Archive | September 2012

Feel the change

Today I had the honour and pleasure to participate in one of my change management client’s key events – the 300 day anniversary. It was a day of organisation at one hand but more so of experiencing how much the organisation moved a head into the direction they wanted. Coming back after a long day I saw the enclosed picture on Facebook and I thought – yes that’s it. In a nutshell that’s what I’m aiming for in my work – let the people feel the change. You need not only to understand it, to talk about it, to do it –  but you need occasions where one can feel it. Today was such a day. I’m very happy that I was part of it!

What describes us?

Today in a meeting we spoke about “spontaneous impressions” of somebody. It was in context of just hearing and missing the visual context. We all agreed, that we will be able to judge if the other person is competent, is taking care of us, is able to generate a friendly atmosphere and so forth.
Now, how about if we neither have visual nor oral context if we just see words in emails or letters. Will we still be able to have a “spontaneous impression” of somebody? Would we attest ourselves that we have enough information to even do it at all? I guess it’s of no surprise to you when I tell you – we do it anyway! – regardless of we think we can do it or not. Our “mind” is doing it subconsciously. We start to read in-between lines, we put the text into the context we think is correct – or the one we want to have it in and so on. It actually says quite a lot about ourselves how we “read / understand” texts, as the way we connect and validate (just not to use judge) “just relays on us”. Our mood, experiences, cultural background, belief systems and so on are the filters we look though the word and determines how we perceive things.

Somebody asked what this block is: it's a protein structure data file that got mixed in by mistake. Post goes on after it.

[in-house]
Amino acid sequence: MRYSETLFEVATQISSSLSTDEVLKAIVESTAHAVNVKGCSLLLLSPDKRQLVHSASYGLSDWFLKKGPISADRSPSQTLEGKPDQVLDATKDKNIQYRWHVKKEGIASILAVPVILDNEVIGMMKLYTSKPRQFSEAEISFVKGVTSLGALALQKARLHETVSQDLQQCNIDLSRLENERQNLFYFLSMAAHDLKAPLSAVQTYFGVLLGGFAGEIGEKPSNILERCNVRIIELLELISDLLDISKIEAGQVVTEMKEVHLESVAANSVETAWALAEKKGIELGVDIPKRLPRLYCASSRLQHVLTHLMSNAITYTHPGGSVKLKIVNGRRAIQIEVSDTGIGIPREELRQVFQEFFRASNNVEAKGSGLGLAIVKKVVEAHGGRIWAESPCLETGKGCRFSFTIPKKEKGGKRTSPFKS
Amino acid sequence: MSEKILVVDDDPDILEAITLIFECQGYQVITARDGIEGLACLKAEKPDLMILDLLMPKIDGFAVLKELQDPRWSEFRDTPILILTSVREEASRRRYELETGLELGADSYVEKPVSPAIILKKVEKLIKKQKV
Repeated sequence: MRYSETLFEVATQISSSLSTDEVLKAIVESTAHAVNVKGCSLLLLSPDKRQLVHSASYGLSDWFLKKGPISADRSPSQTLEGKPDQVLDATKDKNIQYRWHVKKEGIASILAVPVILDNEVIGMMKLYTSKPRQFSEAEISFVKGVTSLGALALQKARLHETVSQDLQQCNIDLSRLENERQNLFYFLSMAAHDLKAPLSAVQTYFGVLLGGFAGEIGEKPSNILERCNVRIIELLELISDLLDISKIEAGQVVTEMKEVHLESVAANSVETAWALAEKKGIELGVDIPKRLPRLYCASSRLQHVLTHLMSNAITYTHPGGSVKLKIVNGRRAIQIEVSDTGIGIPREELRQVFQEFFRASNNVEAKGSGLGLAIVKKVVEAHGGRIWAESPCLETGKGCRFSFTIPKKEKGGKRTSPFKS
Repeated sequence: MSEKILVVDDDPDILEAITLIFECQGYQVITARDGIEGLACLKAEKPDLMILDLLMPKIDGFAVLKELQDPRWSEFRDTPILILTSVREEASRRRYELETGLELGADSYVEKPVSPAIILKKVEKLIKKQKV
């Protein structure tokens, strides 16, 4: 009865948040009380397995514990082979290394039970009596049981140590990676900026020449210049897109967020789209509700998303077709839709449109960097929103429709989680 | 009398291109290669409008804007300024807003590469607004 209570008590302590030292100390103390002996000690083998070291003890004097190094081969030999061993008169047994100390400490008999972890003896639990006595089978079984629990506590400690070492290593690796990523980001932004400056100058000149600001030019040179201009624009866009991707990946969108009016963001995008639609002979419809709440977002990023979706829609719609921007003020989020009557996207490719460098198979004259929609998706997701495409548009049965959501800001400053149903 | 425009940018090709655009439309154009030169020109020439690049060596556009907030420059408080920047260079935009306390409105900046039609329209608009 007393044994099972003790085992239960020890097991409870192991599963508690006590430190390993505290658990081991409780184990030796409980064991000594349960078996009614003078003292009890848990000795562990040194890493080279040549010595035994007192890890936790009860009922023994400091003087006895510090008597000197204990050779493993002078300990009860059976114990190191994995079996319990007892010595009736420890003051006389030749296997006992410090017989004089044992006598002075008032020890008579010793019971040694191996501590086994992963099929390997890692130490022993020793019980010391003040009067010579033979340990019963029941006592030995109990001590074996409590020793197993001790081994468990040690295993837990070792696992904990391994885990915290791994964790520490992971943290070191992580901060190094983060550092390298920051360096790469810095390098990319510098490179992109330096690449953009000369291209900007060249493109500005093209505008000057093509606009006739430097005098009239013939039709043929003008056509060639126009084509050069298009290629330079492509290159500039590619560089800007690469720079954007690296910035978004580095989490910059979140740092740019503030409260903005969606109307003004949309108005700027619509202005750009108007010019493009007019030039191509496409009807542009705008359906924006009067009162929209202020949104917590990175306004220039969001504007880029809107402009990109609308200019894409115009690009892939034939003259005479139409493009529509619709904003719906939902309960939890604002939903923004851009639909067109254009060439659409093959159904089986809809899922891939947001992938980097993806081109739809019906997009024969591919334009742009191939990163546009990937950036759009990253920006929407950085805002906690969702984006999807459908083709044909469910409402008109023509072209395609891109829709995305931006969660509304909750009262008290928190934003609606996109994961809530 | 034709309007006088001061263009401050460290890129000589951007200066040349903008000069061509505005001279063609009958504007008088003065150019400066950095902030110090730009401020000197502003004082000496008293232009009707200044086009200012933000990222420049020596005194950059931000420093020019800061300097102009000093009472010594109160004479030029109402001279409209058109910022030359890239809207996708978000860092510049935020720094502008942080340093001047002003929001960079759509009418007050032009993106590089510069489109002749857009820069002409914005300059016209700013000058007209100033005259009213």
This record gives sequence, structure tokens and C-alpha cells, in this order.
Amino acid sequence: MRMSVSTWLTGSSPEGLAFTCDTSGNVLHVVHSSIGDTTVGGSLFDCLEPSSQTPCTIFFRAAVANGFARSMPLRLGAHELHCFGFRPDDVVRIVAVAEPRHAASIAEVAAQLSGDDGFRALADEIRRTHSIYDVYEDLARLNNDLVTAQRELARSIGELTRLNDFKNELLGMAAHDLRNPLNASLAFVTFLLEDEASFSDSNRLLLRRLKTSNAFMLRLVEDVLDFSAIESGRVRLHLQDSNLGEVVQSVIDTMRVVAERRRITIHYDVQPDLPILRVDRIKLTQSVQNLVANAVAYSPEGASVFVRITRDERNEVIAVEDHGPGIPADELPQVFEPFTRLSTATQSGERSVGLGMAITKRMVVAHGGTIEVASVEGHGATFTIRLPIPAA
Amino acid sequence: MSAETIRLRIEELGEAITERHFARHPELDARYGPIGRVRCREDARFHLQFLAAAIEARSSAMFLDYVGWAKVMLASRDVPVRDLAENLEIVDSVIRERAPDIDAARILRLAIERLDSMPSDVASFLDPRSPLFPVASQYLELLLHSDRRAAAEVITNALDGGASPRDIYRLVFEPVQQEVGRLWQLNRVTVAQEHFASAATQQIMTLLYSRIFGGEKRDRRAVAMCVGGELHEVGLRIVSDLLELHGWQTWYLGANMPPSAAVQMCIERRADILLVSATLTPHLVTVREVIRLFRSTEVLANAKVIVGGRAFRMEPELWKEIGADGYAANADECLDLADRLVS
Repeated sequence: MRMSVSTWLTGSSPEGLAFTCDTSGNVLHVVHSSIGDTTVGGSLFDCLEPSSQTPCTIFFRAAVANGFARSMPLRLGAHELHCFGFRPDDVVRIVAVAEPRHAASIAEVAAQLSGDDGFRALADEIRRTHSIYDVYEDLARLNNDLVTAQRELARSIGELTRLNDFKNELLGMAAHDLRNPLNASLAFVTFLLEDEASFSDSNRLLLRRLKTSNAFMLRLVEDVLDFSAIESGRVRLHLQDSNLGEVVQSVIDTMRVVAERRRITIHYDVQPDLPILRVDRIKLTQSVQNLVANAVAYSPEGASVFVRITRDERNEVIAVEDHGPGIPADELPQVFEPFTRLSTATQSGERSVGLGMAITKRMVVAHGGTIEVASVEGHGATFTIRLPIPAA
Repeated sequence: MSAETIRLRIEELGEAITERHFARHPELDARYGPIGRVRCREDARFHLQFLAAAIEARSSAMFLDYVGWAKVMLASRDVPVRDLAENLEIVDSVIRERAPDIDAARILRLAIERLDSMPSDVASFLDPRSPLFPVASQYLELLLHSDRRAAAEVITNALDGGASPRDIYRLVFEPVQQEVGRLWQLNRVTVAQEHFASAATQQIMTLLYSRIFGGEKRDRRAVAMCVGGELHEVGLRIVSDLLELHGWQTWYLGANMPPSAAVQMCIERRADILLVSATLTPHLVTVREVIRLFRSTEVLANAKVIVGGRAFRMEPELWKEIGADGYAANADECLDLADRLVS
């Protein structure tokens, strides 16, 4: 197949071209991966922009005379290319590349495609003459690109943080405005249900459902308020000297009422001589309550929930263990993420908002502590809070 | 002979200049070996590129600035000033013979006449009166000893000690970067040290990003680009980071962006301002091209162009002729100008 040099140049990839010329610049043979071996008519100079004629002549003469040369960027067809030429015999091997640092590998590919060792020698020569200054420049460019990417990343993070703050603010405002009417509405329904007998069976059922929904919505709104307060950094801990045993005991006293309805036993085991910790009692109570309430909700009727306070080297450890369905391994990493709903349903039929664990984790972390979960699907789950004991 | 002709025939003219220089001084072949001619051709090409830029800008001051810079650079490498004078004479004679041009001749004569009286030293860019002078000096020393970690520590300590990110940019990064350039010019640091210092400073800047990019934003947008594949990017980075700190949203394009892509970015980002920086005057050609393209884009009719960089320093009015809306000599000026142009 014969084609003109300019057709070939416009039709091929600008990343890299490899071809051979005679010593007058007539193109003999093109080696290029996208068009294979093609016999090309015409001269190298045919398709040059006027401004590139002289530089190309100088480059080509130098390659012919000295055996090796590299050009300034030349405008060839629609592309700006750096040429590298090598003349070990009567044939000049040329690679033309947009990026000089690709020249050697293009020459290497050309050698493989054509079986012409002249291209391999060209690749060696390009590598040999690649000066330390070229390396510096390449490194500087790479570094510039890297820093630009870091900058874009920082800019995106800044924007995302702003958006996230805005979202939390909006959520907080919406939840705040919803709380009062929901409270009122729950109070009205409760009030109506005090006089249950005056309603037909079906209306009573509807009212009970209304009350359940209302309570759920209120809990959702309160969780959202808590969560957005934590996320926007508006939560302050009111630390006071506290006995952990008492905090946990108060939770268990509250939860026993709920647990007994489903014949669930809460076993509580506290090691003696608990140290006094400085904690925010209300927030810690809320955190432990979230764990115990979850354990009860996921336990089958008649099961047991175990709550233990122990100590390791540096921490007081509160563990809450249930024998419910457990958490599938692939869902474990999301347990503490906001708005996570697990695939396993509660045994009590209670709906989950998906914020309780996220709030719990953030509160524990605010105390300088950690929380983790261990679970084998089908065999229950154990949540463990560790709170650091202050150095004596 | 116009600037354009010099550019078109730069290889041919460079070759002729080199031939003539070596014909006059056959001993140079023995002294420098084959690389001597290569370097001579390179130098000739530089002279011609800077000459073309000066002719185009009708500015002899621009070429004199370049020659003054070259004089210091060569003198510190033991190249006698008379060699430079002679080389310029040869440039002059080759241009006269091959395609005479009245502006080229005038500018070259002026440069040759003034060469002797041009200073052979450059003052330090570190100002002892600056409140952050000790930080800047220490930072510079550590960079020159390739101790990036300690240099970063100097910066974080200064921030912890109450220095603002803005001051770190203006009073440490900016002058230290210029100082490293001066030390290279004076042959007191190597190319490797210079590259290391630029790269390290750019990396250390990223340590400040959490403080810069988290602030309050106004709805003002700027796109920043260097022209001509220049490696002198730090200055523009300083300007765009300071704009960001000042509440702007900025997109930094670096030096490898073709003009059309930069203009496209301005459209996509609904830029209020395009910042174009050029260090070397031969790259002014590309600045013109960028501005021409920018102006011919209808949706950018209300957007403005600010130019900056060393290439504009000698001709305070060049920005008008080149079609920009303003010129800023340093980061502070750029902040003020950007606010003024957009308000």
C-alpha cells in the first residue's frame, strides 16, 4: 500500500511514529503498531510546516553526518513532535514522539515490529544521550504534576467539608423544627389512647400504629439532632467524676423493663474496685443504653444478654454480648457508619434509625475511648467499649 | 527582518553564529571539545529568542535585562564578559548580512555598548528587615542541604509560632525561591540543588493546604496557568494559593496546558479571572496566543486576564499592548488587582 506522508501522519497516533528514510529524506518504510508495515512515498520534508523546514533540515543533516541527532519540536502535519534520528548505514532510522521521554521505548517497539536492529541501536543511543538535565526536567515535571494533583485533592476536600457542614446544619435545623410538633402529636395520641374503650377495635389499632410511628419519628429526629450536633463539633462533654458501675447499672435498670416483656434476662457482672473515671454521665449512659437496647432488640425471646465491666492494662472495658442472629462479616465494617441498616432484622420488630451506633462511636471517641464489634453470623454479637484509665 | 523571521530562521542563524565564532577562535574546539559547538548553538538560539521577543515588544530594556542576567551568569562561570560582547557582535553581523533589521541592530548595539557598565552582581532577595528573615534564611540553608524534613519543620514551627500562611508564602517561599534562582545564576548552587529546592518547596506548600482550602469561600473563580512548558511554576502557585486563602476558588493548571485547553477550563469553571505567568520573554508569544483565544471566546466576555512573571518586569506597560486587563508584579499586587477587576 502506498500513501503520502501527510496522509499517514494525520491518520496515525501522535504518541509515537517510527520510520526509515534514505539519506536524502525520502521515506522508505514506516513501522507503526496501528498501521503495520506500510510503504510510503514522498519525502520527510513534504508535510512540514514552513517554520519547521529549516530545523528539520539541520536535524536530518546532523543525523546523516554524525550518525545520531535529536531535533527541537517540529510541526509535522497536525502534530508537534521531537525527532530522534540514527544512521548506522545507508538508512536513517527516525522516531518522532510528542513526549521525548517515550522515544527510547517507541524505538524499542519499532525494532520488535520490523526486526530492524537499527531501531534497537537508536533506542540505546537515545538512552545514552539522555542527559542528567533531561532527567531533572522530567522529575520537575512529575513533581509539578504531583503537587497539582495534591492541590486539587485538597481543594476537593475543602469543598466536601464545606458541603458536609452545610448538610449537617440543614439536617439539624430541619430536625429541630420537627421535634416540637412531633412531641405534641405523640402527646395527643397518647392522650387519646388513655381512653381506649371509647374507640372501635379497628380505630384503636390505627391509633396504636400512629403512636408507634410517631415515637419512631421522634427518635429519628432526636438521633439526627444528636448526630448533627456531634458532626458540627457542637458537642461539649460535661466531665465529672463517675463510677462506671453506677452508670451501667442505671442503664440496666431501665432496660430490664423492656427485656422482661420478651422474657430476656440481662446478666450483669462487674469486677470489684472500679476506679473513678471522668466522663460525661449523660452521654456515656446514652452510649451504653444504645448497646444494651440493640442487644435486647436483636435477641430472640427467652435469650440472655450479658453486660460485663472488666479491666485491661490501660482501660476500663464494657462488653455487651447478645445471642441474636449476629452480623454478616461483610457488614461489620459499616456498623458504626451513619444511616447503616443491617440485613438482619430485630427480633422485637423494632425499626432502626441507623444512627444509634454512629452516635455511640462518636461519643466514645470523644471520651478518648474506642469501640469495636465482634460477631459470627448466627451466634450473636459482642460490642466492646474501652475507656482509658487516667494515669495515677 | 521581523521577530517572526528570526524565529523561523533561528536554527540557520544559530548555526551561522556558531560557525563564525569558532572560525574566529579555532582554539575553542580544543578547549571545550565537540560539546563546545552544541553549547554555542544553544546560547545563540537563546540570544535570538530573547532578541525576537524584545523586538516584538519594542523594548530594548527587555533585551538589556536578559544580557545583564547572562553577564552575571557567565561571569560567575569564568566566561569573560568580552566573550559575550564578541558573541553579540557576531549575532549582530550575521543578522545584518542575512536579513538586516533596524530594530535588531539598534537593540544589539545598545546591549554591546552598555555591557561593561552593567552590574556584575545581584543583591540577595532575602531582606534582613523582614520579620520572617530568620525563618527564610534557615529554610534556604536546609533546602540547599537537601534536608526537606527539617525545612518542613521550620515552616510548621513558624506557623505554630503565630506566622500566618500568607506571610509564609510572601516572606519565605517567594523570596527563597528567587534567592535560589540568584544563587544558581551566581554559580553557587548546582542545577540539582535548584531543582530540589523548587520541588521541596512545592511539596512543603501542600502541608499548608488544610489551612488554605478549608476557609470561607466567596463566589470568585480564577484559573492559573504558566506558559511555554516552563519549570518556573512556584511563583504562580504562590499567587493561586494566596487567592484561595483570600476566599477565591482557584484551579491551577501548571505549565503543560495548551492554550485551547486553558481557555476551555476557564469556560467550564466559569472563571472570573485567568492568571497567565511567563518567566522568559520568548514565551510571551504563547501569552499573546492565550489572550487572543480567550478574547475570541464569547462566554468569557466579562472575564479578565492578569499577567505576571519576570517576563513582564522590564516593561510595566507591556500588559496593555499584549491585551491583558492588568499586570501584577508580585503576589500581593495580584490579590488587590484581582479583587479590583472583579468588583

Want a proof? Just look at the smiley face  – what words jumps into your “mind” – what do you see…. there are tons of words in there….what you see first is what you want to see first and not what  you grasp subconsciously.


Gestern brauchte ich 3 Mal das Wort Abriss und jedes Mal meinte ich etwas anderes damit.  Zuerst das überteuertes Mittagsmenue, dann ein Gebäude, das nun nicht mehr steht und zuletzt in „tiefer“ Nacht als ich einen Zeitungsverlag besuchen durfte den Papierabriss.

In jeder Sprache gibt es Wörter, die je nach Kontext verschiedene Bedeutungen haben. Erst durch die Betonung, die Phrasierung oder die Aussprache kann im Kontext  entschlüsselt werden, was wirklich gemeint ist.

Ich selbst erwische mich, dass ich mich im Englischen viel mehr hinterfrage, was gemeint ist, als dass ich es in meiner Muttersprache tue. Mache ich mir damit meine Meinung zu schnell? Verpasse ich etwas oder gibt es im Deutschen nicht so viele Interpretationsmöglichkeiten? Auf alle Fälle hat mich das untenstehende Bild, als ich es das erste Mal gesehen habe, zum Lächeln gebracht, weil ich nur eine Variante sah – und Sie? 🙂